Lestie had a bicycle shop at one time and he brought over some books, tapes, old Campagnolo catalogs and some 1982 Performance Bicycle catalogs. At that time Performance Bike was 28 pages of high end components, one of the places where guys in Jerkwater, Minnesota could get outfitted with Campagnolo gear or fine frames. On Page 6 of the Fall/Winter catalog, along with Pinarello and DeRosa, there were McLean framesets! One of the things that jumped out at me was that in 1982 you could buy a Pinarello frameset for $495, for $595 a DeRosa, and for $695 a McLean. If you wanted a McLean made from the new exotic Reynolds 753 it was $930! I don't know how much inflation there has been, but $930 had to be about as much as you could spend on a bicycle frame in 1982. My McLean is virtually identical to the photo, even in size and color, except my mine has fastback seat stays and the older Cinelli pressed steel lugs rather than the investment cast lugs advertised. Also, even though M05030 is apparently also a "Perfect Pleasure" model, it does not have the fender eyelets shown. It is kind of poignant, by the time the catalog was printed and distributed, McLean Fonvielle finally making the bigtime, he had died unexpectedly of a heart attack at the age of 29.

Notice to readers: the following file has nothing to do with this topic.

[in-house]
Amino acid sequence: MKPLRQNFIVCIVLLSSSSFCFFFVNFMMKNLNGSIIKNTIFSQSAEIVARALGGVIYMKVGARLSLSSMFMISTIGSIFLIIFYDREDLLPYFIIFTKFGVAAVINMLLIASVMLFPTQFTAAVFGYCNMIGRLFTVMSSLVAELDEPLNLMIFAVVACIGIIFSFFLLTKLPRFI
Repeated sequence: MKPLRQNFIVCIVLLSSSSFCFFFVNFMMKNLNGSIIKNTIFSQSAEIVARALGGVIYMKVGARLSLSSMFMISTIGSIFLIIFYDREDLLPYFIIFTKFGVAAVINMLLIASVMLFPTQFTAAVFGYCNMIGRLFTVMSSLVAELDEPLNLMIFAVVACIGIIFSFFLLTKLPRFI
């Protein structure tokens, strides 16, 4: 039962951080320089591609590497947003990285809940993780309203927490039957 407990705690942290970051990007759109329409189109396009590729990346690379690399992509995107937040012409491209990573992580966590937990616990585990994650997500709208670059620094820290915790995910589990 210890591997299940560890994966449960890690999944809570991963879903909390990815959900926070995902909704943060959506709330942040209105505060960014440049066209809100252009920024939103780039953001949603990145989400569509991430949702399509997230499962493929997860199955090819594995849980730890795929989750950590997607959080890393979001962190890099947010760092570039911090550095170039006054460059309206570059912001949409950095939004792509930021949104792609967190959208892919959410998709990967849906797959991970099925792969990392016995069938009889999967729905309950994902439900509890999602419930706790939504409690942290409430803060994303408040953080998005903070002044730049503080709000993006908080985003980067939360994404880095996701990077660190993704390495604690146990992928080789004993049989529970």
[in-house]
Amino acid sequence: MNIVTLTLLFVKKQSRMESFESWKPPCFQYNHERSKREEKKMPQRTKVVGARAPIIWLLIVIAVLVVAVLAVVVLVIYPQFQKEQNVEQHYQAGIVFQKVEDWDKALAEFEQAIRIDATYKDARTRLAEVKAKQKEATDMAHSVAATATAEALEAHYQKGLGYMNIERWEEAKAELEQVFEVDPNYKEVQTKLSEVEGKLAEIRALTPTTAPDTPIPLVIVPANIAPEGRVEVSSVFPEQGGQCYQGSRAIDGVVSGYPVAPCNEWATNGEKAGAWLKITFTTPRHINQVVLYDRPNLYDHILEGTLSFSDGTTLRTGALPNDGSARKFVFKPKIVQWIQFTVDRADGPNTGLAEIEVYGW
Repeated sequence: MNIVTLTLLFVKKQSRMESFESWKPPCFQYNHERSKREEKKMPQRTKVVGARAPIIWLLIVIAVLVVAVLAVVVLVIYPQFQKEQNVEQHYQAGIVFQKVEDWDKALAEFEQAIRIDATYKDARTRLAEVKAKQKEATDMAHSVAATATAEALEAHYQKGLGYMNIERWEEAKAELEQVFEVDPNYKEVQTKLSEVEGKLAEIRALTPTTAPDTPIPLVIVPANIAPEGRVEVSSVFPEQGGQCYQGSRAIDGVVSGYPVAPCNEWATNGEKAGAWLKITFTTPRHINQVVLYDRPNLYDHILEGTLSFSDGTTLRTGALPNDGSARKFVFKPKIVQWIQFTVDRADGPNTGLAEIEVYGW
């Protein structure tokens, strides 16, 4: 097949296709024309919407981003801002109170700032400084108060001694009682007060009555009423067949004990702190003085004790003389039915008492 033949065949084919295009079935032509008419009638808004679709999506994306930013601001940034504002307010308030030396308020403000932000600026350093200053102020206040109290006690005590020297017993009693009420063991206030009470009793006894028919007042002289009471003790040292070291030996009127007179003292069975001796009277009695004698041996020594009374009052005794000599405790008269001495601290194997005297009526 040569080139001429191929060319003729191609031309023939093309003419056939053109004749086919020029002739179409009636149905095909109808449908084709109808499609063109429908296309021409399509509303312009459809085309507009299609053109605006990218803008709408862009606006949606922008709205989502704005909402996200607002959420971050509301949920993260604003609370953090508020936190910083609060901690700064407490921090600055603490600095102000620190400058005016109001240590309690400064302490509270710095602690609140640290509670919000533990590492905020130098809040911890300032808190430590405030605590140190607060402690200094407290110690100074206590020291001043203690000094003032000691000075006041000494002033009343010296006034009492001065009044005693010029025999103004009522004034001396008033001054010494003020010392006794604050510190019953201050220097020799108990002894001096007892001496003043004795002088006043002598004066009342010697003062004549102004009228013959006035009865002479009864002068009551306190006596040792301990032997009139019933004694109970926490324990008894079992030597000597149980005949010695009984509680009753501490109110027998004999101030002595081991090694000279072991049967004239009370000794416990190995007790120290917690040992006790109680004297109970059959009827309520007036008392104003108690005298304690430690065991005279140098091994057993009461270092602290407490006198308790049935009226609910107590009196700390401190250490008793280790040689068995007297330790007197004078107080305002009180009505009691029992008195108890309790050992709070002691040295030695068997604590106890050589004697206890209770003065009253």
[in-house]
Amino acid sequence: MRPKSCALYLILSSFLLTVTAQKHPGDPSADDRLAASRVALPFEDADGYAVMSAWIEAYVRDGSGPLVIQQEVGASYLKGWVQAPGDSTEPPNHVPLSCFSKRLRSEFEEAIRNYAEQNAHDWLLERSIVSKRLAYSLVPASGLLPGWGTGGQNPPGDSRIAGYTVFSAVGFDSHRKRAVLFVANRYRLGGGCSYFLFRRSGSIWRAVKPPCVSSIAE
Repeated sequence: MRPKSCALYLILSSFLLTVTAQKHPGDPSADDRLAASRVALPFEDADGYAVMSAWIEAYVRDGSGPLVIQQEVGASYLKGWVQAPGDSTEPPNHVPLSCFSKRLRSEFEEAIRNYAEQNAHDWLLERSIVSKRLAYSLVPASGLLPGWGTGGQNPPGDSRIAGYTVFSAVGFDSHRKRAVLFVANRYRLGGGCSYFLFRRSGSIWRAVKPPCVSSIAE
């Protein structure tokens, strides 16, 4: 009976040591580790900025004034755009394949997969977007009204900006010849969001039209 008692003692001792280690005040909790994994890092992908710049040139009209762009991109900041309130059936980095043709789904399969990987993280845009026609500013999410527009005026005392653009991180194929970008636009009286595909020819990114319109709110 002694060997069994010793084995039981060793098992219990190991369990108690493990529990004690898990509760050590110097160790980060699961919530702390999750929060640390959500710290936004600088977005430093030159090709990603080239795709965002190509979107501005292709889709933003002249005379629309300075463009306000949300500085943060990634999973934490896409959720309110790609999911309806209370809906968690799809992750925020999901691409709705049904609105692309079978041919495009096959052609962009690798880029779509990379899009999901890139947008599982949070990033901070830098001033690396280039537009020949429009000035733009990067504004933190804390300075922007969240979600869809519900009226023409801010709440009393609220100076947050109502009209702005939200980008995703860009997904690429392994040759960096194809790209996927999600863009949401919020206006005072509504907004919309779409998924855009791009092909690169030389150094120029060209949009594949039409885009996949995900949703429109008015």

Marking the Passing of Time
Happy Birthday Lorna, from Gunnar and Addy.
Tuesday, November 24, 2009
New Ways To Feel Old
Monday, November 23, 2009
From Soup to Nuts
Saturday, November 21, 2009
McLean Redux, Redux, Redux
Thursday, November 19, 2009
Addy in Disguse (With Glasses)